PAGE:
With the above in mind, I now deal with the two points raised in limine.
21.1 Respondent entered into an agreement with NUM
21.1.1 I have substantially dealt with this argument above. Whether the Applicants were members of the NUM or not they are bound by the terms of the agreement for the reasons set out above. The effect of the agreement was to regulate the retirement age of the employees in the bargaining unit concerned. Consequently I hold that Respondent was not obliged to consult the individual applicants for the following reasons:-
18.104.22.168 to the extent that Respondent consulted with the NUM, it was with a view to avoid retrenchment and therefore not obligatory in terms of the LRA;
22.214.171.124 the applicants are bound by the collective agreement even if they were not NUM members.
To hold otherwise would be a failure of this Court to give effect to the purpose of the LRA, which inter alia is to promote orderly collective bargaining. What the Applicants purport to argue is that Respondent was obliged to consult them before contemplating to discuss any employee. In short before it had taken a firm decision to retrench. It follows that the above point in limine falls to be upheld.
Some of the Applicants are not properly before this Court as the First Applicant has no locus standi to represent them.
22.1 The above relates to the second point in limine raised. As I have said, at the end of the day I do not know exactly how many applicants have approached this Court. Therefore much as the first point in limine has been raised, and substantially disposes of the matter, I will nonetheless deal with this point as well.
22.2 “On the 3rd and 4th June 1999, the parties held a pretrial conference before Seady A.J. Among other the following was recorded:-
22.2.1 The Respondent does not contest the locus standi of Khubani and Sigwali to bring the application on behalf of the persons whose names appear on the schedules;
22.2.2 The Respondent will treat the persons whose names appear in the statement of claim as being applicants properly before Court if a confirmatory affidavit has already been filed, or their names appear on the register of those present in Court on 3 June 1999, or a confirmatory affidavit is filed on or before 30 June 1999.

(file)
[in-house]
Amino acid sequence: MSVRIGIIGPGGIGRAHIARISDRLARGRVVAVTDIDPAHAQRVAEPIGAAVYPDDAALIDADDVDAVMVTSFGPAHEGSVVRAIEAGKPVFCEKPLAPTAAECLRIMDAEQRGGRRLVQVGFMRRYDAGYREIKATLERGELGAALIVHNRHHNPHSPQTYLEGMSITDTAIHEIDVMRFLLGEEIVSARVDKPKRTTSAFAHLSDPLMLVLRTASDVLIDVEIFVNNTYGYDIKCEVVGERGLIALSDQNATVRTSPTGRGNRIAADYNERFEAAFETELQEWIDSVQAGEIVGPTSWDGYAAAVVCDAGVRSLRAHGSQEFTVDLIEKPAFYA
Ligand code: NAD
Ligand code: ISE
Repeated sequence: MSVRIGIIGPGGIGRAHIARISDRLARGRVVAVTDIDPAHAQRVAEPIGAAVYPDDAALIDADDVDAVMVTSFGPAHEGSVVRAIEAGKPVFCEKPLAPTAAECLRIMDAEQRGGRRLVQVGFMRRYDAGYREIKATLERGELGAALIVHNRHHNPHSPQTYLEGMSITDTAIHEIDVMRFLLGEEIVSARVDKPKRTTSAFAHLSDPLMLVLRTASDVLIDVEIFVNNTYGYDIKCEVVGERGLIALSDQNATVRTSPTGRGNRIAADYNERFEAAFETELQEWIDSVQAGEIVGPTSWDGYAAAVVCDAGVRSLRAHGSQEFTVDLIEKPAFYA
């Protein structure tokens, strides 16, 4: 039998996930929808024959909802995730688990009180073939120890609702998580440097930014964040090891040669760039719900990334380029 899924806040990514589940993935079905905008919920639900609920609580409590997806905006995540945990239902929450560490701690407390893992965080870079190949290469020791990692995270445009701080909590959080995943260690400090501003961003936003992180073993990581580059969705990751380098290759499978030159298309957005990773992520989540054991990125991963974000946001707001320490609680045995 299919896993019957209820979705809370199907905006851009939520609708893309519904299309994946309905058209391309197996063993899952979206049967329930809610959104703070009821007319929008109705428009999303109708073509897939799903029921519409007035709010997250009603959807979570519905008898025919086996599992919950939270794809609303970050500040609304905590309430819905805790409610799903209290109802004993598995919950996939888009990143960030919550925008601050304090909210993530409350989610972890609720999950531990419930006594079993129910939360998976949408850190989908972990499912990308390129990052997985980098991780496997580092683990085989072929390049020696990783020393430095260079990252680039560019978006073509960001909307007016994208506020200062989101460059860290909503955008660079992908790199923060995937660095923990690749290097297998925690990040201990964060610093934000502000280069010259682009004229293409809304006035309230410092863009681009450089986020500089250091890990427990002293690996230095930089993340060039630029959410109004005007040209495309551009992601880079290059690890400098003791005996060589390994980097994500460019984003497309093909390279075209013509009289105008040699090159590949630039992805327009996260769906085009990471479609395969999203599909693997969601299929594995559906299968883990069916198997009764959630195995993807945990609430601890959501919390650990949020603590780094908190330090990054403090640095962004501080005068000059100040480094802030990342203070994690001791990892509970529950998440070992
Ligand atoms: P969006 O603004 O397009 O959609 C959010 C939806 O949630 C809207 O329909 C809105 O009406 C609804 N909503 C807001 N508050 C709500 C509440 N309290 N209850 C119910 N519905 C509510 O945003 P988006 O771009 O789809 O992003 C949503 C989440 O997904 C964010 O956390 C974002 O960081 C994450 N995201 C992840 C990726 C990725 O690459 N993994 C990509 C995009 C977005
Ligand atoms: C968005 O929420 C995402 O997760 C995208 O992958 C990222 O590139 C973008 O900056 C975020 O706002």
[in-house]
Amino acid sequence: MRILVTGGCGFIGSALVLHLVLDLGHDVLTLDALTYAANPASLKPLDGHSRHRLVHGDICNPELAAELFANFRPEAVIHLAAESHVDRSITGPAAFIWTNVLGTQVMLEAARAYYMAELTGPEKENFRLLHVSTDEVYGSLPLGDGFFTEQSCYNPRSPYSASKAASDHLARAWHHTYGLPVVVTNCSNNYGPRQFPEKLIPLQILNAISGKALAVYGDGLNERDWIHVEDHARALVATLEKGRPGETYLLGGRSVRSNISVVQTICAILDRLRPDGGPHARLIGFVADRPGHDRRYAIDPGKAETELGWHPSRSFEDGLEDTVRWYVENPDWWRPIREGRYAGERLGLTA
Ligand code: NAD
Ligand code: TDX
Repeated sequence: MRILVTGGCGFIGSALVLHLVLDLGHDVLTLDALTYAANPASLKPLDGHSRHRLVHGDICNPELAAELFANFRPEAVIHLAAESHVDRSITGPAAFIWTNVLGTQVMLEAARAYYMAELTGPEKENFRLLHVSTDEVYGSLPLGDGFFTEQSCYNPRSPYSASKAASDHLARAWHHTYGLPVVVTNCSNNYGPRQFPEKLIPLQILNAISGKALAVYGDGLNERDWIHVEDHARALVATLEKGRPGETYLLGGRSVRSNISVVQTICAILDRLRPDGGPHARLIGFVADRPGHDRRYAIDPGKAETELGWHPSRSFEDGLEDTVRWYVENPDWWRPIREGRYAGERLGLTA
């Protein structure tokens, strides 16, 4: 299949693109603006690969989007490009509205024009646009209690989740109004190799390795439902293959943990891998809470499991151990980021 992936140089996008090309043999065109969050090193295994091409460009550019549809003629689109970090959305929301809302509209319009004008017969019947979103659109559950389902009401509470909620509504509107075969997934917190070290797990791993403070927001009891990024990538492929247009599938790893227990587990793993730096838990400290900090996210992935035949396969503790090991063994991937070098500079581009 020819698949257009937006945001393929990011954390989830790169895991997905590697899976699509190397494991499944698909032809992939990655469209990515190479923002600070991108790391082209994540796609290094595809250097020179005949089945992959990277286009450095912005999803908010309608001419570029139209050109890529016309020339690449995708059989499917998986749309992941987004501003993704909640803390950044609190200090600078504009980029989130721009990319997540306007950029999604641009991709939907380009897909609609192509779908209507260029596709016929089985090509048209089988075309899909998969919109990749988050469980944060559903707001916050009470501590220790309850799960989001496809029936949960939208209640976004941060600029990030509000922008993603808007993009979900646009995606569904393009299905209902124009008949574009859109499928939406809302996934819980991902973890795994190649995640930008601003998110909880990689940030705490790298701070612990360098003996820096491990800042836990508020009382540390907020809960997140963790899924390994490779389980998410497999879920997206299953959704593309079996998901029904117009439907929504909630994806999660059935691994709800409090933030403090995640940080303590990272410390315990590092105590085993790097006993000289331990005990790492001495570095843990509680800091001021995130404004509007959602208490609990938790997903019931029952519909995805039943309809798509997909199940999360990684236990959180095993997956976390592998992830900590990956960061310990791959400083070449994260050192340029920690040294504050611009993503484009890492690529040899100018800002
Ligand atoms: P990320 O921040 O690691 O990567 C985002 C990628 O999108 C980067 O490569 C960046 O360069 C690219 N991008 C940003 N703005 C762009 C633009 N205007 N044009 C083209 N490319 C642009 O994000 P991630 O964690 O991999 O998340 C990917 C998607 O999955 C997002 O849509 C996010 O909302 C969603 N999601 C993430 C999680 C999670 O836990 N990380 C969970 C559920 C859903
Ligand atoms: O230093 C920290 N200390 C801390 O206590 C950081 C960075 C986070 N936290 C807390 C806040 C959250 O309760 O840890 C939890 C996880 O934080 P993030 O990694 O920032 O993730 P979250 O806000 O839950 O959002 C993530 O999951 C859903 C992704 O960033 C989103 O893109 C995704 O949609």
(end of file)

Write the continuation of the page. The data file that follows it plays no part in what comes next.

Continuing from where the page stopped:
23. Relying on an unreported Judgment In Lebusa and Others v Kloof Gold Mine, Case No J1497/98, Mr van As, on behalf of Respondent withdrew the above admissions holding that they were made improperly as they confer locus standi where none in fact exists. He argued that he was justified in withdrawing the admissions as they are matters of law. In this regard he relied on Vaneta Spa v Caroline Collieries (Pty) Ltd 1987 (4) SA 883 (A) at 893C-D where Viljoen A.J. had the following to say:-
“No direct authority, either in our case law or in the Roman-Dutch law, has been quoted to this court in support of this proposition. On the contrary, the dictum of Innes CJ in Heckerman v Feinstein (supra), to the effect that there can be no propagation in regard to cases where the Court has no authority at all to adjudicate upon the subject - matter of dispute has never been ____ in this country.”
In the Ventura Spa case the Court quoted with approval Farquharson v Morgan (1894) 1 QB 552 (CA) where Lord Davey held:-
“Parties cannot by agreement confer upon any Court or Judge a coercive jurisdiction which the Court or Judge does by law possess.”
I agree. In the same breath parties cannot confer upon individuals locus standi which s/he does not possess.
Having said the above I now turn to the issues before me. I accept without deciding the issue that UPUSA, a duly registered trade union, referred the dispute on behalf of all the Applicants to the CCMA. Further that the parties are the same save that UPUSA is no longer a party to these proceedings. By this I mean that UPUSA, at the conciliation stage at the CCMA, represented all the Applicants before me now. In the Lebusa decision the Court drew a distinction between an application brought by an individual member and that brought by the union. In respect of the former the members need not even be cited as parties while any other interested party needs to be properly cited.
In Amalgamated Engineering Union v Minister of Labour 1949 (4) SA 908 (A) at 914 Centlives FA, referring to the 1937 Act, had the following to say:-
“...when, ... a trade union applies for a conciliation board to determine an dispute between its members and an employer, it acts as the representative of its members.”
This case has been quoted with approval in Marievale Consolidated Mines v President of the Industrial Court 1986 (2) SA 485 (T) and followed in General Industries Workers Union of SA and Others v LC van Aardt (Tvl) (Pty) Ltd (1991) 12 ILJ 122. See also Colin Kahanovitz “The standing of Unions to litigate on behalf of their members” (1999) 20 ILJ 856.
”...even in the absence of injury to itself, an association may have standing solely as the representative of its members.”